• SquintMom
      Oct 18, 2012 @ 11:20:10

      Thanks for sharing your experience. Without going into financial detail, I’ll say that we are definitely not among those who have lots of money and are just looking to make more; we definitely clip coupons. Regardless, the 50-30-20 is feasible for us with some creative budgeting and a few sacrifices. I think every family needs to look at their own situation, and furthermore, Warren makes it clear in the book that even those who can’t get to the “perfect” 50-30-20 can still benefit from looking at their spending. Regardless of whether the message of the book was helpful for you, however, it clearly made you think…which is, IMHO, a good thing when it comes to finances. Anyway, I write a science blog, not a finances blog, so I am in no way condoning the book, saying everyone should do it, or speaking to its efficacy. I just wanted to share that I though it was worth reading, particularly for people like me, who would rather pull out fingernails with a pliers than read a finances book.


  2. Ashley @ C is for Cockerham
    Oct 18, 2012 @ 12:34:39

    Haven’t read any books, but my hubby is great with investments. I bet more than 50% of his check went to some form of savings before we married, bought a house, had kids, etc. He handles that side of things while I do the day-to-day bills, which works out nicely. I checked the accounts the other day and saw where T already has a nice little fund building up for college too. I hope it all pays off…literally!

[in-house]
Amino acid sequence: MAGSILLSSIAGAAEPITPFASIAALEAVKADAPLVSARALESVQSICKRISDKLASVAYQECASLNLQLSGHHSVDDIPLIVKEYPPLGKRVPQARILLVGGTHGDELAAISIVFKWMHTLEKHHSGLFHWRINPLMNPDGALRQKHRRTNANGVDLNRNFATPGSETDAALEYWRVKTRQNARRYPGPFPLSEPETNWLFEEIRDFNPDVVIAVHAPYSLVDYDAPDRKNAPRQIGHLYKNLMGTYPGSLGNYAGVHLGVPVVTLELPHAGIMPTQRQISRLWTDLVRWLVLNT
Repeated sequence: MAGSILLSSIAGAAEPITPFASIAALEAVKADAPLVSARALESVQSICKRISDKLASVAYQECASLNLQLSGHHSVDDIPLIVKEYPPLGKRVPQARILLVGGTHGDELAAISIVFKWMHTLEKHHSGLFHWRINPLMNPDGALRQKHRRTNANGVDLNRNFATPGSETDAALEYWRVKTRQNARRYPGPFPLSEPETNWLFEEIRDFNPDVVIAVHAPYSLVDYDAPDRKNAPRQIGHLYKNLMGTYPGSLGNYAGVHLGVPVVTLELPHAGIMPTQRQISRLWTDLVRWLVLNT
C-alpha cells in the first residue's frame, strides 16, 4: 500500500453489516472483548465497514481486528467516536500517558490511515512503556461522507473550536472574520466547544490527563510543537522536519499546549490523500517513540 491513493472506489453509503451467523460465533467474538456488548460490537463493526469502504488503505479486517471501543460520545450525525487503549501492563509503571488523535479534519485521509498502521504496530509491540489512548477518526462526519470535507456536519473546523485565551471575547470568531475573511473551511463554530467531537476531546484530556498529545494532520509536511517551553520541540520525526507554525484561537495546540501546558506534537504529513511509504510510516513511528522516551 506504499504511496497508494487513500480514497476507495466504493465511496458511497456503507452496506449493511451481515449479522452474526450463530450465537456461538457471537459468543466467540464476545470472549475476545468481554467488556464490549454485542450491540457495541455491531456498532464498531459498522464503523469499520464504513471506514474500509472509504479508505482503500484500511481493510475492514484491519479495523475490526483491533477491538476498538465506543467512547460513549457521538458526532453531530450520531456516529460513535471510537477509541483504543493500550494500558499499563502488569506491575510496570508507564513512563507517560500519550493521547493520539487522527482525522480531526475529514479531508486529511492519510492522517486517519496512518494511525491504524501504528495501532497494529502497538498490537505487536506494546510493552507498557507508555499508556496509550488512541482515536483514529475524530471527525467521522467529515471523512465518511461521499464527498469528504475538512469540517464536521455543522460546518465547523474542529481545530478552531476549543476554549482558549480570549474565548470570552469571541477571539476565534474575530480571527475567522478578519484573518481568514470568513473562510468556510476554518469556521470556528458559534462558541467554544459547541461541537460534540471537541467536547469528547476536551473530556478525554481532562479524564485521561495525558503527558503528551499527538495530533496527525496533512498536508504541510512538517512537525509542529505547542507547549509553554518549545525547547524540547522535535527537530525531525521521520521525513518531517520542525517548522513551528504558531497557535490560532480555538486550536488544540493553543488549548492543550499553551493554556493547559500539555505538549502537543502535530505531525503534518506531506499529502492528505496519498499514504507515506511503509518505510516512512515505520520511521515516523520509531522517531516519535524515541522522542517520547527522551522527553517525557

3. Susan
    Nov 10, 2012 @ 14:54:27

    At the recommendation of a senior colleague at the start of my professor career–so this is 20 years ago when I was just starting my first tenure-line job–I read Your Money or Your Life, which is a book about getting your budget in line with your values. What I liked about it was the emphasis on figuring out how to allocate money–the first exercise was to track all your expenses for some period of time and then categorize them according to divisions that made sense to you and then evaluate. So it supports the kind of analysis a commenter mentioned above–we want to spend more on this b/ c it’s worth it to us to live in this sort of place. My colleague had used the book and realized she was spending way more money on her house (which was in a lovely downtown historic neighborhood) and so she ended up selling it and downsizing into a modern condo. Less character, but way cheaper, and gave her more $ in some other areas.

    I also liked Get Rich Slowly as a good intro to different sorts of investments.